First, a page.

Gov. Carney urges Delaware schools to move from remote to hybrid learning

The governor and his top public health and education administrators say schools have not proven to pose a serious risk for coronavirus transmission.

ordan Collings teaches her EastSide Charter third-graders who are in the classroom as well as at home.

Gov. Carney is urging Delaware schools to transition from remote to hybrid teaching, saying schools have not proven to be a serious risk for spreading COVID. (Cris Barrish/WHYY)

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Declaring that Delaware schools were not a serious coronavirus risk for students and staff, Gov. John Carney “strongly” urged educators to return to hybrid learning on January 11.

“The risk of contracting the virus in school is low compared to the risks students face not being in school,’’ Carney wrote in a letter also signed by state public health director Dr. Karyl Rattay and education secretary Susan Bunting.

Carney’s letter also noted that the American Academy of Pediatrics and others “have repeatedly pointed to the negative effects on children – especially our most vulnerable children – when they aren’t able to attend school in person. In addition to the more robust and engaging instruction that in-person learning allows, many students rely on schools for meals, counseling, and social and emotional support.”

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Carney’s push to have schools implement the hybrid model — a mix of online and in-school education — represents a shift from his previous position that schools should choose whether to go online only or use hybrid learning to balance the needs of teaching students and protecting them from the coronavirus.

He wants schools that have only been remote to move to hybrid on the same day he plans to lift  his nearly monthlong stay-at-home advisory.

Since K-12 classes began in early September, a total of 579 of the approximately 161,000 Delaware students in public and private schools have tested positive, according to an enhanced COVID-19 contagion website the state just launched. In addition, 546 staff members have tested positive.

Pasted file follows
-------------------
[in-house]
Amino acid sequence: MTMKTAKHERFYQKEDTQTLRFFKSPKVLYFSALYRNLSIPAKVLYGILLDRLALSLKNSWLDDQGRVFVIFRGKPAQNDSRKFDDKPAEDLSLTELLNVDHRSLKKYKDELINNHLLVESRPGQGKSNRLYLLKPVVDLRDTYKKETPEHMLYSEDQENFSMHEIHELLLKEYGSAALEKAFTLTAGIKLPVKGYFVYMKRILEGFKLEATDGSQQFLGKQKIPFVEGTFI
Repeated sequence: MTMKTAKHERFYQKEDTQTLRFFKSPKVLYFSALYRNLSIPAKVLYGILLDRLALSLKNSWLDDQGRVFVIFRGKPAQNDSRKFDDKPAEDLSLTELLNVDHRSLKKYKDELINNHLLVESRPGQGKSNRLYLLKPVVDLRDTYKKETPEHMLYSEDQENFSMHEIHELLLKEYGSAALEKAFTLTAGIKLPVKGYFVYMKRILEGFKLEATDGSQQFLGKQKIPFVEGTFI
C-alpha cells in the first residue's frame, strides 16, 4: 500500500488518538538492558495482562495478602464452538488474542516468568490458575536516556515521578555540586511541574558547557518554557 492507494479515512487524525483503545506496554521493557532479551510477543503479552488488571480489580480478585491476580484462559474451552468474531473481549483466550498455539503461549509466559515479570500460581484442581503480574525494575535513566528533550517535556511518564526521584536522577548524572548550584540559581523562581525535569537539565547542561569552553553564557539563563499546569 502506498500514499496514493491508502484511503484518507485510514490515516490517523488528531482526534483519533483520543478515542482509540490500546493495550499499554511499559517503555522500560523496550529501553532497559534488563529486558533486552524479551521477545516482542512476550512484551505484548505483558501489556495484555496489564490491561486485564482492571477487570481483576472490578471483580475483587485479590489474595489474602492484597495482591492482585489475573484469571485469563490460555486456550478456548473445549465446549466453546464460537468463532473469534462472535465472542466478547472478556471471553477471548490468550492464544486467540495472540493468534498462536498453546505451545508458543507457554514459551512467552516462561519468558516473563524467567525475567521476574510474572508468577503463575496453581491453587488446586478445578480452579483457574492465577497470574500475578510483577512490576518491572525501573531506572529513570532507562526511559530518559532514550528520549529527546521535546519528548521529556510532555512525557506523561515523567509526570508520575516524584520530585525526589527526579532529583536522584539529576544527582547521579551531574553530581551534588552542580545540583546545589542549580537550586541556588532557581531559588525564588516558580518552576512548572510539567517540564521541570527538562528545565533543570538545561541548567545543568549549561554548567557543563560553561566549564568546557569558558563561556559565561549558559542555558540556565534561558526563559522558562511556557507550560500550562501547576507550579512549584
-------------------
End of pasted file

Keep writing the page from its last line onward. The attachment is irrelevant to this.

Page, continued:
“Data from our epidemiologists shows that the vast majority of cases affecting students and staff originated outside of the school building,’’ the governor’s letter said. “The few cases thought to result from in-school spread are frequently observed to be in settings where mask wearing was not consistently practiced.”

Schools were back in session this week after what was a two-week holiday break, which gave “teachers and administrators a chance to recharge, reorganize, and get ready for the rest of the school year,’’ Carney wrote.

He pointed out that under U.S. Centers for Disease Control and Prevention guidelines, school personnel who have come into close contact with a person with COVID-19 now must only quarantine for 10 days, or seven days with a negative test on the fifth day or later. The quarantine time had previously been 14 days.

“This means that school personnel will be able to return to work in half the time, which should mitigate the staffing shortages.”

While Carney wants all students in hybrid status, while allowing students who want remote-only learning to do so.

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However, for districts and schools that don’t opt for that model, he proposed two other options.

The first is to have high schools fully remote with elementary and middle schools in hybrid status.

The second is to shift high schools and middle schools to fully remote and have elementary schools, students with special needs, English learners, low-income students, and students with internet connectivity challenges in hybrid status.

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